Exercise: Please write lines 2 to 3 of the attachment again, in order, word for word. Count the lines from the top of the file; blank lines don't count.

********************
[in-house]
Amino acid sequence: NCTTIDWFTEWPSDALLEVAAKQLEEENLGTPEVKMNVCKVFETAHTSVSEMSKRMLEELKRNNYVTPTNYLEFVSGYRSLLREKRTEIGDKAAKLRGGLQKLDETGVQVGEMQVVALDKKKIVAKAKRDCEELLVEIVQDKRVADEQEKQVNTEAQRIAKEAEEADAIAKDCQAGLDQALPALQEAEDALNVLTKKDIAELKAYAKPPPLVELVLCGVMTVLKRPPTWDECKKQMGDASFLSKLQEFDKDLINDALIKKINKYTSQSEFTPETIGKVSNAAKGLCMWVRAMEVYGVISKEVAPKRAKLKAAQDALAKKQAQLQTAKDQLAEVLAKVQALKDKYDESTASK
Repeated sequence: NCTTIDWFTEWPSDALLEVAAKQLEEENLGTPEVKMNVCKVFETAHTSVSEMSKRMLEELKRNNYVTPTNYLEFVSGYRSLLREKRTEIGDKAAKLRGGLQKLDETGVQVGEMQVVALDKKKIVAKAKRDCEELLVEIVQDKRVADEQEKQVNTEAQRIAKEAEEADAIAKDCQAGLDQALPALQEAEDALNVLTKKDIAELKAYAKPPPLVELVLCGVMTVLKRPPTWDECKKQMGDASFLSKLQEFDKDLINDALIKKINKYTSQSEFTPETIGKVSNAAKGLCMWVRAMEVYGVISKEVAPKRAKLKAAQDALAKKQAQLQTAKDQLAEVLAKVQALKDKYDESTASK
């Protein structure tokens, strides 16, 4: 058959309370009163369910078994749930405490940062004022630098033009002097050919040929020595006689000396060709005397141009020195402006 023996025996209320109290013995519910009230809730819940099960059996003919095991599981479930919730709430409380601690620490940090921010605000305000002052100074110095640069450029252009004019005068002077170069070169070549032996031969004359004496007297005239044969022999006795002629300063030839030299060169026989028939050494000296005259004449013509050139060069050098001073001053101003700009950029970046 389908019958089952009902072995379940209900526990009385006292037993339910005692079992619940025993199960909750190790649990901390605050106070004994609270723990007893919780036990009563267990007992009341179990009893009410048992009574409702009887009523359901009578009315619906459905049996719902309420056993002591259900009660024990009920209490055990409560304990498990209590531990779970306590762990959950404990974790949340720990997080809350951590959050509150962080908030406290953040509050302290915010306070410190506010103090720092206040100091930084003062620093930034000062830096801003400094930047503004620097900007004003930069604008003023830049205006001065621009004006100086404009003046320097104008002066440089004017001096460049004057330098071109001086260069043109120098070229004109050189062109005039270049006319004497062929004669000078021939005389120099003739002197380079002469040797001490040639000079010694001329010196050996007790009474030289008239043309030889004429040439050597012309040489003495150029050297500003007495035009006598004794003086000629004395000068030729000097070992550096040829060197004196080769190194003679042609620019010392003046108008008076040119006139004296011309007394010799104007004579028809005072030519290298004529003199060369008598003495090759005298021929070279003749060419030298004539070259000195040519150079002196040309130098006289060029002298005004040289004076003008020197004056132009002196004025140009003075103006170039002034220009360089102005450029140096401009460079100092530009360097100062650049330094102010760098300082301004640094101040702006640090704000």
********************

Amino acid sequence: NCTTIDWFTEWPSDALLEVAAKQLEEENLGTPEVKMNVCKVFETAHTSVSEMSKRMLEELKRNNYVTPTNYLEFVSGYRSLLREKRTEIGDKAAKLRGGLQKLDETGVQVGEMQVVALDKKKIVAKAKRDCEELLVEIVQDKRVADEQEKQVNTEAQRIAKEAEEADAIAKDCQAGLDQALPALQEAEDALNVLTKKDIAELKAYAKPPPLVELVLCGVMTVLKRPPTWDECKKQMGDASFLSKLQEFDKDLINDALIKKINKYTSQSEFTPETIGKVSNAAKGLCMWVRAMEVYGVISKEVAPKRAKLKAAQDALAKKQAQLQTAKDQLAEVLAKVQALKDKYDESTASK
Repeated sequence: NCTTIDWFTEWPSDALLEVAAKQLEEENLGTPEVKMNVCKVFETAHTSVSEMSKRMLEELKRNNYVTPTNYLEFVSGYRSLLREKRTEIGDKAAKLRGGLQKLDETGVQVGEMQVVALDKKKIVAKAKRDCEELLVEIVQDKRVADEQEKQVNTEAQRIAKEAEEADAIAKDCQAGLDQALPALQEAEDALNVLTKKDIAELKAYAKPPPLVELVLCGVMTVLKRPPTWDECKKQMGDASFLSKLQEFDKDLINDALIKKINKYTSQSEFTPETIGKVSNAAKGLCMWVRAMEVYGVISKEVAPKRAKLKAAQDALAKKQAQLQTAKDQLAEVLAKVQALKDKYDESTASK